On Friday, the FIA World Motorsport Council—an Avengers-style body governing the expanded FIA Cinematic Universe of racing series—announced a whole load of things, from marquee race schedules to class renaming schemes to regional initiatives as part of its triannual decision making schedule.
As always, a lot of these have made people needlessly angry. But one of the more egregious things that absolutely no one seems happy about was a change to prototype endurance regulations requiring each team to field two amateur drivers in the World Endurance Championship’s LMP2 class.
But WEC and European Le Mans Series head Gerard Neveu, who will step down from both positions next next year, is not having it, telling Endurance Info (French) today that “there will be no change to LMP2 crews.” That’s about as close as a racing series boss gets to telling the FIA to screw itself, so the reaction is noteworthy.
Neveu added that for WEC there would be no alteration whatsoever and that the only extra accommodation to promote bronze-rated drivers to LMP2 would be a Pro-Am category in ELMS, where crews have to earn a place in the Le Mans 24h with their results.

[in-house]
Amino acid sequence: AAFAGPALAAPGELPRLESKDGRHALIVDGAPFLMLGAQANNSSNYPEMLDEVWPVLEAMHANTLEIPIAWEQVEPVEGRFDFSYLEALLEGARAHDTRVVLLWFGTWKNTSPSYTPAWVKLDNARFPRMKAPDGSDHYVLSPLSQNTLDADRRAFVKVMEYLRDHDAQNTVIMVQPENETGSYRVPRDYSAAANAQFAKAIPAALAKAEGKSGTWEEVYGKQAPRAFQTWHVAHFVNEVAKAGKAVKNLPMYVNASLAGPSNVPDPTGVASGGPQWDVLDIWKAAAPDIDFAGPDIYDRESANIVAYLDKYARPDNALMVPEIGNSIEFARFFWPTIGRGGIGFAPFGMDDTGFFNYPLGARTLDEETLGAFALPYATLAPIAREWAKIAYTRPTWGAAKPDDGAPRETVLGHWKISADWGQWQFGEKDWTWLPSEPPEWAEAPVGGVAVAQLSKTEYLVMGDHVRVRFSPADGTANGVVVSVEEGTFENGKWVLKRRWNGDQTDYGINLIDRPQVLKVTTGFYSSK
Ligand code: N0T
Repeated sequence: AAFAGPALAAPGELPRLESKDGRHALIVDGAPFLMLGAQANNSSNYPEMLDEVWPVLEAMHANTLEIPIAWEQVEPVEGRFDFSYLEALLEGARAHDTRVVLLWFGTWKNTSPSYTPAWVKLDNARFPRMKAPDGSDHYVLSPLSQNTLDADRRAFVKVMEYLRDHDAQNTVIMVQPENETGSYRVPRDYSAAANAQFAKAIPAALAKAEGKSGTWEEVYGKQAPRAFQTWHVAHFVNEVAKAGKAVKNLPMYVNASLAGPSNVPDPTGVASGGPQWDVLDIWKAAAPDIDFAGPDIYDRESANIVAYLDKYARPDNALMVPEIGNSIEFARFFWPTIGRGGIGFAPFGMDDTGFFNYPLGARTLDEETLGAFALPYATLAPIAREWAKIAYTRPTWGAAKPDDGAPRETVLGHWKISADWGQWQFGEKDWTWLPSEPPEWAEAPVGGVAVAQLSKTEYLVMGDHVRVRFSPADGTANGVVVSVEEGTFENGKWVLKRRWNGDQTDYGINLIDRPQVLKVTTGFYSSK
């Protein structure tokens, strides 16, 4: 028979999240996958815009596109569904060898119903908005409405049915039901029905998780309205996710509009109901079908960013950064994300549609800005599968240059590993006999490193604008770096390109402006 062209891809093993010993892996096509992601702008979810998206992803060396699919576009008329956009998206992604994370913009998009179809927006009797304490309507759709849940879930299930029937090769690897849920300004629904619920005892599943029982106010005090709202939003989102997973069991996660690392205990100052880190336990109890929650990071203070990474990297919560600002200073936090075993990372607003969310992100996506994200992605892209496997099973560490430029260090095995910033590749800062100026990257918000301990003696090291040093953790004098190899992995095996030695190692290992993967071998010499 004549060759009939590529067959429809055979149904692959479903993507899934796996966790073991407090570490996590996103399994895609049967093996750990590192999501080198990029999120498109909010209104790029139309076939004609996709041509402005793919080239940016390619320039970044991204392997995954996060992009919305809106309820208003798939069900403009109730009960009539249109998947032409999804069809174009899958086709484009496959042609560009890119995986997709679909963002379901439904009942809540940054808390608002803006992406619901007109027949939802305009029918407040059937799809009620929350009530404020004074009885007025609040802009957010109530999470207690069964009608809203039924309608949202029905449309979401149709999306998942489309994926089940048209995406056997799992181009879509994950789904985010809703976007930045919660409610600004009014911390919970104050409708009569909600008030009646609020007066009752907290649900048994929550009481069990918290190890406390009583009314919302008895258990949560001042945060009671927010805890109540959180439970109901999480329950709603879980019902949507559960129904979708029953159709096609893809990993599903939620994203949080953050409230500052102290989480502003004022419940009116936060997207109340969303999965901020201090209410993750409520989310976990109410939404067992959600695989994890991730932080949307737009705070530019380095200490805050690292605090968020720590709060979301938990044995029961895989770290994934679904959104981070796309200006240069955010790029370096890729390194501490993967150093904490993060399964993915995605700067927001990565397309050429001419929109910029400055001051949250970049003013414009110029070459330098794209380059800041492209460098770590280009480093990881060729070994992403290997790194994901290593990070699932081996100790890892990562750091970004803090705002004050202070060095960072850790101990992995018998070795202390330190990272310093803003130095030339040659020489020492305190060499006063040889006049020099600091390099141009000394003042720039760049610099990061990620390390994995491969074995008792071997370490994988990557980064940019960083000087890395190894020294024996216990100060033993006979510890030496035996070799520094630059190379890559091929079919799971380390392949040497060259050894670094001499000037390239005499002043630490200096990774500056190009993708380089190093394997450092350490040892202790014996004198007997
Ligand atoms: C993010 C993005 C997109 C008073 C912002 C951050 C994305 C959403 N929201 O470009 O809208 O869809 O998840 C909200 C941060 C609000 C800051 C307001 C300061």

All drivers in endurance are rated, according to their experience and previous success, with platinum being the top and bronze being the lowest allowed to race. LMP2 teams had been allowed two drivers of any standard, so long as they had one silver or bronze driver—usually the ‘gentleman’ of the team, funding everybody else to go racing. If you don’t happen to have a spare $6 million around for a full hypercar entry, LMP2 is the next best thing.
It had worked pretty well, allowing enough professionals in the team to keep things relatively clean and letting enough amateur drivers join the category to keep the money rolling in. So it was with some surprise that, during a time where professional driving jobs aren’t exactly easy to fall into, as factory programs wrap up to save costs, the decision was taken that you needed to have two silver drivers or a single bronze.
It meant essentially throwing a professional out of any car in favor of a more experienced amateur, which is probably really the only type of amateur who ought to be behind the wheel of the second-fastest category in WEC. Drivers are, understandably, disgruntled.
The controversy is probably set to roll on, as Neveu is departing before he can really overrule it. And while it’s a great, renegade move to override the WMSC, it is actually the governing body of the World Endurance Championship. Meanwhile, if you wanted to see more amateurs in endurance racing, there’s always LeMons.
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